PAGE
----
As in so many responses in the current poll, the party flags were flying in these answers: 66 percent of Democrats said the students should pay in-state tuition, and 57 percent of Republicans said they should pay out-of-state tuition. Among Tea Party Republicans, 68 percent said out-of-state tuition should apply.

Even so, Texas politicians have been more forgiving on this issue than their counterparts in other states, and they have suffered for that in national elections.

“[National politicians] wonder why Rick Perry and others had this albatross around their necks, but they were reflecting Texas attitudes,” Shaw said.

The University of Texas/Texas Tribune internet survey of 1,200 registered voters was conducted from Feb. 3 to Feb. 10 and has an overall margin of error of +/- 2.83 percentage points. Numbers in charts might not add up to 100 percent because of rounding.

This is one of several stories on the latest University of Texas/Texas Tribune Poll. Yesterday: What Texans think of the new president, and their views on the economy and the direction of the country and state. Coming Wednesday: Texas voters on education.

Disclosure: The University of Texas at Austin has been a financial supporter of The Texas Tribune. A complete list of Tribune donors and sponsors can be viewed here

REFERENCE MATERIAL

Author:  ROSS RAMSEY – The Texas Tribune

Trump Administration Directs Border Patrol, ICE to Expand Deportations

The Trump administration on Tuesday moved one step closer to implementing the president’s plans to aggressively rid the country of undocumented immigrants and expand local police-based enforcement of border security operations.

In a fact sheet outlining the efforts, the Department of Homeland Security said that though their top priority is finding and removing undocumented immigrants with criminal histories, millions more may also be subject to immediate removal.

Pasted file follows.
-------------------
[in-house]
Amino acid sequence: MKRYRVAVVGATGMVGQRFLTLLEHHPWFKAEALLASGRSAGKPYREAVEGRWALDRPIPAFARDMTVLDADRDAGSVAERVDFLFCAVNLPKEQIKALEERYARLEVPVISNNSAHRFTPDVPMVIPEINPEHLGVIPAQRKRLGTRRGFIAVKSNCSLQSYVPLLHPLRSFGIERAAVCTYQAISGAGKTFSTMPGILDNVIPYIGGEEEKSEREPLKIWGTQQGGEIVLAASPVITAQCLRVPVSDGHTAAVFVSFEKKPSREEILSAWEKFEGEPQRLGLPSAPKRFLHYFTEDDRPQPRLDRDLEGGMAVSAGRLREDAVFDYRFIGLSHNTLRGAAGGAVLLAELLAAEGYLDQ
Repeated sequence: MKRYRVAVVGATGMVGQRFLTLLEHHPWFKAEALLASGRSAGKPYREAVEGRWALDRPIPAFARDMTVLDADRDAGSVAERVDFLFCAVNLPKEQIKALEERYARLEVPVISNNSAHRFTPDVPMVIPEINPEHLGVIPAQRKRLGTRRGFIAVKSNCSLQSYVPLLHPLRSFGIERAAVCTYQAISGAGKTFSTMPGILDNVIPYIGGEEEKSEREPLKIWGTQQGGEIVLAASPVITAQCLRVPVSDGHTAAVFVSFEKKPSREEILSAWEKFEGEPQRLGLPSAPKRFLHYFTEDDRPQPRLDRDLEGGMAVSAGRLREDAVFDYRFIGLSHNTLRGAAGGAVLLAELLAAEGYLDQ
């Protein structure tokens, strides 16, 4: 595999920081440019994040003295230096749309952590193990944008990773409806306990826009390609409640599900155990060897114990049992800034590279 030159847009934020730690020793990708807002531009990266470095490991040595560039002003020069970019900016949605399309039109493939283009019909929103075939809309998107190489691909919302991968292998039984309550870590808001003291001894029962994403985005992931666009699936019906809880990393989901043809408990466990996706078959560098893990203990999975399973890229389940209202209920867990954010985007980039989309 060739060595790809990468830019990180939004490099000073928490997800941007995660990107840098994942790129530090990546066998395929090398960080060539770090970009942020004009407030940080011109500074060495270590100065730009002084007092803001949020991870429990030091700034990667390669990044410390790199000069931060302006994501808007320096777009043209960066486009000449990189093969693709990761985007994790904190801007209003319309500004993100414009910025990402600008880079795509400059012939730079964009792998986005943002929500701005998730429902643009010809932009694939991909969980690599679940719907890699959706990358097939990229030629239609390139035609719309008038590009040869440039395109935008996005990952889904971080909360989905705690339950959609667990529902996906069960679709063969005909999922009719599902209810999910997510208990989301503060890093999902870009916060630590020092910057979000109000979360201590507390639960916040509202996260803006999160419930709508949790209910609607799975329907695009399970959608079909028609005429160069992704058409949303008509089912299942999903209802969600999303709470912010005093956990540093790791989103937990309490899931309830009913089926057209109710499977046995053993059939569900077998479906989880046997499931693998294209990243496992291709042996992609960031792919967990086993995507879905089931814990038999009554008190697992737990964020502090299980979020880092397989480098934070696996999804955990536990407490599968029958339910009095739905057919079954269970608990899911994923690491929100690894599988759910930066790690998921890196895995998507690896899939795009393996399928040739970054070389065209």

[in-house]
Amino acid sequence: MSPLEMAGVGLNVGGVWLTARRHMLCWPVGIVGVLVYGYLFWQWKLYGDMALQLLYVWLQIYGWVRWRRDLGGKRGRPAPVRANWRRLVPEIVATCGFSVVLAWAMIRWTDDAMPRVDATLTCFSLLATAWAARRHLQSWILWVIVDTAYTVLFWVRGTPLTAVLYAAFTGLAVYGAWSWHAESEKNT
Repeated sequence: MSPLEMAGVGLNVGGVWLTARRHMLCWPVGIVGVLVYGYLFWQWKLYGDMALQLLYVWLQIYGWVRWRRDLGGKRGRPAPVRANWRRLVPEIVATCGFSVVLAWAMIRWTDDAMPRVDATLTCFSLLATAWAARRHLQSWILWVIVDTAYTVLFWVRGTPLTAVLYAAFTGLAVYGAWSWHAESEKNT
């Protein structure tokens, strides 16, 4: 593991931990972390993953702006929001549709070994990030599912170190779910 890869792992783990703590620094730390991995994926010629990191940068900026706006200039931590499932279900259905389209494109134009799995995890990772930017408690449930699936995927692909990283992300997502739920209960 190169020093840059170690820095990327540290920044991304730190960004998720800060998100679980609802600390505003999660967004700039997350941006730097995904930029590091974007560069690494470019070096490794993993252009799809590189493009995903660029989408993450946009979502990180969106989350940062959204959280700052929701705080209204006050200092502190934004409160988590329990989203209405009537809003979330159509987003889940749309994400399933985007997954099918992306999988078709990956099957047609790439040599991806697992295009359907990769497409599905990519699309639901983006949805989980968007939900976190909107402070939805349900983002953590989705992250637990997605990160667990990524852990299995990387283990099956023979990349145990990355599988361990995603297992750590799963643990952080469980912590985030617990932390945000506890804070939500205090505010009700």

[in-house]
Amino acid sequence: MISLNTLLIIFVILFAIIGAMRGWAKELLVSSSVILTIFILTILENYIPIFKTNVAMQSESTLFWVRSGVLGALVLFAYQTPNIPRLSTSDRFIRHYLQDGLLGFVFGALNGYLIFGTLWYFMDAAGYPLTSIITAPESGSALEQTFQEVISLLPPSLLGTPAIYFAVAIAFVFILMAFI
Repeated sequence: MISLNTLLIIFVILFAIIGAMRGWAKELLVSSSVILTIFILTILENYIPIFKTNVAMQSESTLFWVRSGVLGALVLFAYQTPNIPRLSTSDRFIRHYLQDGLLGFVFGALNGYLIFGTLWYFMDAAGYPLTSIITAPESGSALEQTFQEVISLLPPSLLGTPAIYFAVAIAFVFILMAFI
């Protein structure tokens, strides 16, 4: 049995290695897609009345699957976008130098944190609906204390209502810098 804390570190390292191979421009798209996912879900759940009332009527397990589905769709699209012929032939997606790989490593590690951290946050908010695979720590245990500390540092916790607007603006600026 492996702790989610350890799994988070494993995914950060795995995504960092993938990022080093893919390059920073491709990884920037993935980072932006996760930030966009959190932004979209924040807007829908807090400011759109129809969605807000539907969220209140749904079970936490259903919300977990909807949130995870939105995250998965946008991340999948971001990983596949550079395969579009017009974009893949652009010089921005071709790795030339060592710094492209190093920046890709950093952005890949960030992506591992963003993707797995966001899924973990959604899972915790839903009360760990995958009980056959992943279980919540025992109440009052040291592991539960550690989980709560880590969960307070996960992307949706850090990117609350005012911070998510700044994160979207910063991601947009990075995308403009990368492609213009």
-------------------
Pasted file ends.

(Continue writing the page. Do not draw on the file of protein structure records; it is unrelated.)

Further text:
“With extremely limited exceptions, DHS will not exempt classes or categories of removal aliens from potential enforcement. All of those in violation of the immigration laws may be subject to enforcement proceedings, up to and including removal from the United States,” the fact sheet explains. “The guidance makes clear, however, that ICE should prioritize several categories of removable aliens who have committed crimes, beginning with those convicted of a criminal offense.”

The memo did not include instructions to halt the 2012 executive action called Deferred Action for Childhood Arrivals, or DACA, which has allowed about 750,000 undocumented immigrants who arrived in the United States as children to live and work in the country legally.

The guidelines also state that the Department of Homeland Security has authority to expedite the removal of undocumented immigrants who have been in the country illegally for at least two years, a departure from the Obama administration’s approach of concentrating mainly on newly arriving immigrants.